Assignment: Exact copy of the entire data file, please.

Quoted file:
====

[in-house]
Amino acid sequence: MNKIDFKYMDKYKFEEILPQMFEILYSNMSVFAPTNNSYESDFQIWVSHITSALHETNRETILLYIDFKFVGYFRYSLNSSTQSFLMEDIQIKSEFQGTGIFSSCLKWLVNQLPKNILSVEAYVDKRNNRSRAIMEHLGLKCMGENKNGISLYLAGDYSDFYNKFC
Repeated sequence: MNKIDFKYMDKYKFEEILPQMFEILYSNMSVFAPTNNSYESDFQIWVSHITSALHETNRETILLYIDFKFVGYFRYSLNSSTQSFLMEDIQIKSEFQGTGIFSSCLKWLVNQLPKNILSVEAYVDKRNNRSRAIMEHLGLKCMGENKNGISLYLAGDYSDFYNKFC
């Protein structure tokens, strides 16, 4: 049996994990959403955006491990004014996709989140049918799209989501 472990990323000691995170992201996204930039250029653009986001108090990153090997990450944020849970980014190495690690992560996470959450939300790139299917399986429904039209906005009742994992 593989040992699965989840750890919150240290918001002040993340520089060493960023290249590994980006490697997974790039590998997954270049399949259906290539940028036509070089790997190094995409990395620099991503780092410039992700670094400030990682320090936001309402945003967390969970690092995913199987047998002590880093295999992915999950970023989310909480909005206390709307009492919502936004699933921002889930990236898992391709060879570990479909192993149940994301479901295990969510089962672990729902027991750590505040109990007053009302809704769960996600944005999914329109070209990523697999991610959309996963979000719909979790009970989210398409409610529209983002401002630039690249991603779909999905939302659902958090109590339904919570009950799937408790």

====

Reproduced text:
[in-house]
Amino acid sequence: MNKIDFKYMDKYKFEEILPQMFEILYSNMSVFAPTNNSYESDFQIWVSHITSALHETNRETILLYIDFKFVGYFRYSLNSSTQSFLMEDIQIKSEFQGTGIFSSCLKWLVNQLPKNILSVEAYVDKRNNRSRAIMEHLGLKCMGENKNGISLYLAGDYSDFYNKFC
Repeated sequence: MNKIDFKYMDKYKFEEILPQMFEILYSNMSVFAPTNNSYESDFQIWVSHITSALHETNRETILLYIDFKFVGYFRYSLNSSTQSFLMEDIQIKSEFQGTGIFSSCLKWLVNQLPKNILSVEAYVDKRNNRSRAIMEHLGLKCMGENKNGISLYLAGDYSDFYNKFC
């Protein structure tokens, strides 16, 4: 049996994990959403955006491990004014996709989140049918799209989501 472990990323000691995170992201996204930039250029653009986001108090990153090997990450944020849970980014190495690690992560996470959450939300790139299917399986429904039209906005009742994992 593989040992699965989840750890919150240290918001002040993340520089060493960023290249590994980006490697997974790039590998997954270049399949259906290539940028036509070089790997190094995409990395620099991503780092410039992700670094400030990682320090936001309402945003967390969970690092995913199987047998002590880093295999992915999950970023989310909480909005206390709307009492919502936004699933921002889930990236898992391709060879570990479909192993149940994301479901295990969510089962672990729902027991750590505040109990007053009302809704769960996600944005999914329109070209990523697999991610959309996963979000719909979790009970989210398409409610529209983002401002630039690249991603779909999905939302659902958090109590339904919570009950799937408790």